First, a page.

But last night I got it to exactly how I want it.

Remixed her up a treat, to the proportions that I think I remember.

Yes, she can be witchy, damp and sour-tempered; yes she can be musty.

But when you get that golden ray effect, that Chinese empress pillow of velvet, the rueful, gustatory glow of the citrus and the mosses, then I suppose it makes sense why this is currently my night-time companion.

Duncan is always asleep. The cat is in the other room at the moment.

This glides me quite nicely to the next zone.

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ANIMAL IMPRINTS………… . EMPREINTE by COURREGES (1970) + LA NUIT by PACO RABANNE (1985)

 

 

 

 

 

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They kiss:  and the smear of her lipstick, the taste of her mouth, her hair, her skin – this scent, in all its complexity, kissed in a furl of hands, of gently undone white shirt and leather coat, is the imprint left on your lips: your eyes: your brain.

 

 

 

 

Fresh, light-pink top notes of peached rose, jasmine, artemisia, melon and bergamot – a most intriguing top accord – don’t attempt to mask the urgently animalic soft leather whip of the base, in a deliciously ambiguous chypre that is perverse, stylish, and clever.

 

 

 

 

Like a striding, soft-shelled armor of extreme chic, Empreinte, particularly in vintage parfum – though the eau de toilette has its own breathy exhalations – is an immaculate example of the genius of French perfumery as it once was – the layers of veneer, poise and sexuality, all concealed effortlessly beneath an outwardly respectable semblance of stilettoed, modish glamour.

 

 

 

 

 

 

 

 

 

 

 

 

 

 

 

 

 

 

 

La Nuit, that petite, guileless maelstrom from Paco Rabanne, is Empreinte’s younger sister.

 

 

 

 

 

A wildebeest, in tulle, who wears tiny, summery floral-patterned cotton dresses, thigh-high, degenerate; but can barely keep them on herself for five minutes.

 

 

 

 

 

 

None of us mind in the least.

 

 

 

 

 

 

 

The pretty, fatty, fatigued pink floral departure of  jasmine and basil-tinted rose in this perfume cannot even begin to disguise the lust that is underpinning it; clinging, tongue-smearing civet, honey and beaver at alarmingly high dose (read into that what you will);  sweet woods, oak moss, patchouli, and musk. It is hard to imagine what the perfumer had in mind, but the result is certainly disturbing, arousing, and one of the most animalic commercial perfumes that was ever released:  a million miles away from the designer’s demurely fragranced beginnings (Calandre, Metal, and the later banalities that have come since this time such as XS Pour Elle, Black, and Lady Million). La Nuit was a sweet, grotesquely attractive eighties anomaly, and I’d always wanted to encounter someone who could carry it off successfully, as my own bottle is used only sparingly for private, night-time pleasure and reminiscence. I wondered though: what contemporary woman could possibly carry this off with the right combination of earnest love for what is ultimately a great scent, yet with a wink at its undoubted ridiculousness? A blonde, definitely, and in fact, since writing this, I have found my La Nuit girl;  Carla, night club chameleon, linguist, and make-up scientist from Australia. She tames it, makes it her own.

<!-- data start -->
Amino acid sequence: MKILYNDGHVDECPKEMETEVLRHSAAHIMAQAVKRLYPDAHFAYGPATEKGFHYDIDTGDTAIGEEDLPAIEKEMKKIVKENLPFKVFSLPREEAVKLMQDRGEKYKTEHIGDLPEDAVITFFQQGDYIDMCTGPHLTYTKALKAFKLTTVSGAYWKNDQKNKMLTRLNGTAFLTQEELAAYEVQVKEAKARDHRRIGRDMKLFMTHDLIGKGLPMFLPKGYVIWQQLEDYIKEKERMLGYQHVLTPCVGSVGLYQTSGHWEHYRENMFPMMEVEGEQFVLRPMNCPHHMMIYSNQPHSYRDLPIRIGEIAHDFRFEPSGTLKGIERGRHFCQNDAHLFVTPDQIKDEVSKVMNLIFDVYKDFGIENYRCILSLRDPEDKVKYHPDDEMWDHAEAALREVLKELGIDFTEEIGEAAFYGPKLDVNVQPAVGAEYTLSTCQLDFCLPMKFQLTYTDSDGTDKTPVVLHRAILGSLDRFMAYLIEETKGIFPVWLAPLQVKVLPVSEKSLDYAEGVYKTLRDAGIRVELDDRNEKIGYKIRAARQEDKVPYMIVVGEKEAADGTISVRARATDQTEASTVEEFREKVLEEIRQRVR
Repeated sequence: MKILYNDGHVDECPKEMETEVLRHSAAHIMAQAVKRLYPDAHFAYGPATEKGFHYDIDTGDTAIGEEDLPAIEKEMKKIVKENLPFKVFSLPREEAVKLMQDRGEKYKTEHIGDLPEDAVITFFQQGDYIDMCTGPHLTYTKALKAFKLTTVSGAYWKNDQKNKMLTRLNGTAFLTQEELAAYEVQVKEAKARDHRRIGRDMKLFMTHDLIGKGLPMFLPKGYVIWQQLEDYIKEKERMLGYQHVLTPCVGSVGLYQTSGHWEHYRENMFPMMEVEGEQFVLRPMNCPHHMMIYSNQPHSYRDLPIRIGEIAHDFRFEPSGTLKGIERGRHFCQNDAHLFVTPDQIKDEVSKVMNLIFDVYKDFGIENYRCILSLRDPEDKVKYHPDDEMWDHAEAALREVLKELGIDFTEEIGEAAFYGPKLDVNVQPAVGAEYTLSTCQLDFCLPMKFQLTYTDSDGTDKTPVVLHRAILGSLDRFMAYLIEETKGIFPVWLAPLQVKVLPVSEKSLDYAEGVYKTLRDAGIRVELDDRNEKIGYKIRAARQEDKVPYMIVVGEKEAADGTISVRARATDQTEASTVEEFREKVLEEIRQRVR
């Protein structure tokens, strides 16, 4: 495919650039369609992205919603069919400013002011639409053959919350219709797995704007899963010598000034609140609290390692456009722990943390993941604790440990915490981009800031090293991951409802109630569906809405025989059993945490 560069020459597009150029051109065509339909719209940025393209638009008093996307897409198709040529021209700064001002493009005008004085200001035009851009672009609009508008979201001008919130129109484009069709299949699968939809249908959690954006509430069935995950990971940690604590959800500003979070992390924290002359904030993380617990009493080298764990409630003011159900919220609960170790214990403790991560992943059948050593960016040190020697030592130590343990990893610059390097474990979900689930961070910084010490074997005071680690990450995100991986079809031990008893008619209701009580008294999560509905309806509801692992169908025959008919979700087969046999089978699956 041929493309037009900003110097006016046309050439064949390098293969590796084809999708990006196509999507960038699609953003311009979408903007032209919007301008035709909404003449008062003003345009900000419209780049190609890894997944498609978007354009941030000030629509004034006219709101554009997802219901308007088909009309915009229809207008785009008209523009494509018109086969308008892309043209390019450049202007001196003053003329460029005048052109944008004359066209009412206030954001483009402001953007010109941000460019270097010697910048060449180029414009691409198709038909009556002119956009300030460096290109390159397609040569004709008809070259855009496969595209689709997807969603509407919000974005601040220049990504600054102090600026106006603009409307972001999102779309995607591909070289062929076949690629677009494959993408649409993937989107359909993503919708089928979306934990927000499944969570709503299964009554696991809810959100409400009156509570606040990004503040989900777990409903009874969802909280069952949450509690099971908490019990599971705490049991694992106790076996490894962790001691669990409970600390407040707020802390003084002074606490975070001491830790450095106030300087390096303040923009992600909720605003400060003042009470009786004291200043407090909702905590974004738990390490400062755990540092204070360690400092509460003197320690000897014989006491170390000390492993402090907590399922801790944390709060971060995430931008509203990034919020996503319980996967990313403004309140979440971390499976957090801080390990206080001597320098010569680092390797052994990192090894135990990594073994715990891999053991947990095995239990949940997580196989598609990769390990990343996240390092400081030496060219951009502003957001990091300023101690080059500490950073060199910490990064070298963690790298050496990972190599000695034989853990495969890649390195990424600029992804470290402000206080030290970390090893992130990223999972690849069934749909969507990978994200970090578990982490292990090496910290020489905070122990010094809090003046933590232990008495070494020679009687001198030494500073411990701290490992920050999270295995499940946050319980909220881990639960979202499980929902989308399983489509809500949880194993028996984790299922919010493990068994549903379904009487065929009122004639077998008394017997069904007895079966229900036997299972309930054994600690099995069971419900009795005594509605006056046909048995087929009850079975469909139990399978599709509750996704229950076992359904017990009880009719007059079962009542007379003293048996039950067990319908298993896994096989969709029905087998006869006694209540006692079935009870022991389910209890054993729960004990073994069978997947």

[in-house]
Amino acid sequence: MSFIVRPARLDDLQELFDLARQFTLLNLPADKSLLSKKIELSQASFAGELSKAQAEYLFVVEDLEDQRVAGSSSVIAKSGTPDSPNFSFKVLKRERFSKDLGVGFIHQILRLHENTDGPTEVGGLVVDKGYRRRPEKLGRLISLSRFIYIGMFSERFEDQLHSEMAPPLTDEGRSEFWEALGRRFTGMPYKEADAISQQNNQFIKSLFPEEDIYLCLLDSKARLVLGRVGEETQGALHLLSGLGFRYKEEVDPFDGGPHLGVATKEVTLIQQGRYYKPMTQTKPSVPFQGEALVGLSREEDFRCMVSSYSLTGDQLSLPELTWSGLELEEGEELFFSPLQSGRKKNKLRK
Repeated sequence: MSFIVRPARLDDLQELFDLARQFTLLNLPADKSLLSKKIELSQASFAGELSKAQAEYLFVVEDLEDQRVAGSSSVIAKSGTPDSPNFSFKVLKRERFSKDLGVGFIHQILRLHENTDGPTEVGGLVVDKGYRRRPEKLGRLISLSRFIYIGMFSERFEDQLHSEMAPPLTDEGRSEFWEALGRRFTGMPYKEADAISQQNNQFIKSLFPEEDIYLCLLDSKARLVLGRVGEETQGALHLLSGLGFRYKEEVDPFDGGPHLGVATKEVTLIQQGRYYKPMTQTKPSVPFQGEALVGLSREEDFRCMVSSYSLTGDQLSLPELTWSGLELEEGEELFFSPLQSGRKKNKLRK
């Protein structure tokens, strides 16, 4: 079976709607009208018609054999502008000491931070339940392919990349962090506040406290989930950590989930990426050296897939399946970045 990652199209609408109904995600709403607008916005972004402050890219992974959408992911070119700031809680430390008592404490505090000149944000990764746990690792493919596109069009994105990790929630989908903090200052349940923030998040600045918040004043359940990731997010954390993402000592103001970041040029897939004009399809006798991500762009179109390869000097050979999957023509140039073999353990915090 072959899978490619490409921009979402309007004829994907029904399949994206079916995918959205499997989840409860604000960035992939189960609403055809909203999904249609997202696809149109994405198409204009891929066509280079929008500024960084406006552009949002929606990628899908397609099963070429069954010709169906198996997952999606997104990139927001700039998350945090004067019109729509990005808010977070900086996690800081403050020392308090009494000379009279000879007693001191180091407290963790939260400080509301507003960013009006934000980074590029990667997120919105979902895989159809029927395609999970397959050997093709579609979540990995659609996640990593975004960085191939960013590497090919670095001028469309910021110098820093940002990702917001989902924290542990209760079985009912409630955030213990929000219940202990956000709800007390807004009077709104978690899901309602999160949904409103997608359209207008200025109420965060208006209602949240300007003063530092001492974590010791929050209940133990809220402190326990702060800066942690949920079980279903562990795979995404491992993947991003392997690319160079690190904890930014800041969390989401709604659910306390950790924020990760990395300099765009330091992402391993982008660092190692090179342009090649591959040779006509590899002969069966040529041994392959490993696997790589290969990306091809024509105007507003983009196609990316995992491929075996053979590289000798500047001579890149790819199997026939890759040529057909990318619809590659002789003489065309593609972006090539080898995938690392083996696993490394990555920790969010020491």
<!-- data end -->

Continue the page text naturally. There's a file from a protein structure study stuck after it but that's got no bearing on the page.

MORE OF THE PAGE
La Nuit also has a very sentimental place in my heart for a rather amusing reason. In 1987 or so, my father came back from a Paris business trip and, in a hurry, had mistakenly picked up a bottle of La Nuit, which he had thought was the classic Paco Rabanne Pour Homme, at duty free. He came in reeking of it – flowers; a rind of nymphomania – and we were in hysterics. It would have been scarcely possible to find a less suitable scent for him, and I smile every time to this day when I smell it. The bottle lay around the house, dusting and secretly loved by me in the outside veranda, for decades, where I would spray it in the air or on myself: imprinting, indelibly, its strange, lustful, piggy pinkness on my young, adolescent brain forever. It is a scent I thus know inside from out; a unique and bizarrely unintellectual scent that I can picture in my memory – that I can feel vividly in my smell brain, without even having to go upstairs to search for the bottle –  very intimately.

 

 

 

 

 

 

 

 

 

 

 

 

 

 

 

 

Vintage bottles of both of these scents can be found at online sites quite reasonably if you look.